KOTA KINABALU: Conservationists fear that a second bridge over the Segama River in the Lower Kinabatangan Wildlife Sanctuary will cause further harm to the critically endangered animals there.
Indications of the pending construction of another bridge near Sukau include some privately-owned forested land being cleared, for what researchers believe is a site for the construction office and heavy equipment depot.
Kinabatangan was made Sabah’s Gift to the Earth 17 years ago and in 2005, the sanctuary was created to increase forest connectivity along the Kinabatangan River, said Danau Girang Field Centre director Dr Benoit Goossens.
“It was also to protect several charismatic species such as the orang utan, the elephant and the proboscis monkey, some of them becoming iconic species attracting eco-tourists to the state,” he said.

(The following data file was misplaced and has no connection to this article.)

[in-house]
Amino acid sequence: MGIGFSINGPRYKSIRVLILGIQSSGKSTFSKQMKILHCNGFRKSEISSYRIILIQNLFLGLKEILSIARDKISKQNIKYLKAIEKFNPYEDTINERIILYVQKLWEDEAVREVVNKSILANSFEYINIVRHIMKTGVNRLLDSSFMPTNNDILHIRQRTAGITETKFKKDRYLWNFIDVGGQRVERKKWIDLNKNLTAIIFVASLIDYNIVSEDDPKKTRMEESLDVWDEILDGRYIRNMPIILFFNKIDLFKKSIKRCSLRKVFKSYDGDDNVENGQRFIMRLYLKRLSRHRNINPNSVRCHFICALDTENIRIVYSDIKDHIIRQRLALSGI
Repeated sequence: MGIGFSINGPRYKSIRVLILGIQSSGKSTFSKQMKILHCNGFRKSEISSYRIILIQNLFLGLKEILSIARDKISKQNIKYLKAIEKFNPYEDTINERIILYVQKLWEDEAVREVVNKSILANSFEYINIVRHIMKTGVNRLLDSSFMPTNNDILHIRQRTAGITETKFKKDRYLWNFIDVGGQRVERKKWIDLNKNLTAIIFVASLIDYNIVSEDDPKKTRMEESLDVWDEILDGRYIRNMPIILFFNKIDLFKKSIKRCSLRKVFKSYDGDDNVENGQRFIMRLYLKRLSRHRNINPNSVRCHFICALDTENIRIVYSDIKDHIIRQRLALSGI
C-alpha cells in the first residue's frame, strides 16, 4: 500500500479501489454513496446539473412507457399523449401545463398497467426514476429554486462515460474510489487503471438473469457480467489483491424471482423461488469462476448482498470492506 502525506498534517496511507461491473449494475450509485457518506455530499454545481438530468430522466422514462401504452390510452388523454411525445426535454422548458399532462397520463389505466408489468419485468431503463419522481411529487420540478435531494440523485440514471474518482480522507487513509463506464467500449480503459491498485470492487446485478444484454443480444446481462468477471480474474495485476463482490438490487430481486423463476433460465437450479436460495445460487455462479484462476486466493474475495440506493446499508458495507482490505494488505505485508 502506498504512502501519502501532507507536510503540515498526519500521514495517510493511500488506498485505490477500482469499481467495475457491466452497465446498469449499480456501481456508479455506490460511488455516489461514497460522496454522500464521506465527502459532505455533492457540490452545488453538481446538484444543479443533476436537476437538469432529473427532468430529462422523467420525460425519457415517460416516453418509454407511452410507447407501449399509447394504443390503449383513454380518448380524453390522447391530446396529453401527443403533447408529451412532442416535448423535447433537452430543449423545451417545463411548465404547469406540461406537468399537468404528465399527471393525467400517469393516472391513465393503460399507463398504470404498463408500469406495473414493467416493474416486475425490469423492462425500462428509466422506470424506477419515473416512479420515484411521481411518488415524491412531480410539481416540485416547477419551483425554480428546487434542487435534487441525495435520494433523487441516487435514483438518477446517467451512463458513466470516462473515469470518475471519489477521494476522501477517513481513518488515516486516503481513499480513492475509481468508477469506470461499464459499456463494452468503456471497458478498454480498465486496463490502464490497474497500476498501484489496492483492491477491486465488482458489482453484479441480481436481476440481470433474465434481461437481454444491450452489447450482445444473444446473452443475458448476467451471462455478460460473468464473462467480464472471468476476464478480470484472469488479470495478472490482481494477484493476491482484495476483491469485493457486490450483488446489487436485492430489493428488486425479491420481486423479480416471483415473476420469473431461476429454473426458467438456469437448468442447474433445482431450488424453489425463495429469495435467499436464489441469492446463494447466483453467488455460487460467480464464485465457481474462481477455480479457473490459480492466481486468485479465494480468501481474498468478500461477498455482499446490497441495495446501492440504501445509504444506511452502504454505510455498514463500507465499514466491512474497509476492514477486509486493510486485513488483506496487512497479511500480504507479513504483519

The Danau Girang Field Centre conducts research and training on tropical biodiversity. It is managed by Cardiff University and Sabah Wildlife Department.
Dr Benoit said the Elephant and Orangutan State Action Plans 2012-16 clearly states that any process that will further fragment the habitat of elephant and orang utan population such as highways and bridges must be prevented.
“For the past 12 months, we have clearly demonstrated with scientific facts and data that the bridge and the road would have a direct impact on wildlife populations, especially elephants, orang utan and proboscis monkeys,” he said.
The new road that would subsequently follow the bridge will cut off the last remaining uninhabited route for elephants near Sukau, which will have catastrophic consequences for both the animals and the people, added Goossens.
He said the construction of the road and bridge would lead to major human-wildlife conflicts and deaths such as elephant attacks on people and elephants shot or poisoned.
“Moreover, it will be easier for poachers to enter protected forests in search of ivory,” he said.
Sukau State Assemblyman Datuk Saddi Abdul Rahman said the RM69mil bridge and road project would include the construction of a 1,000m wide viaduct to enable wildlife to move from one area to another under the structure.
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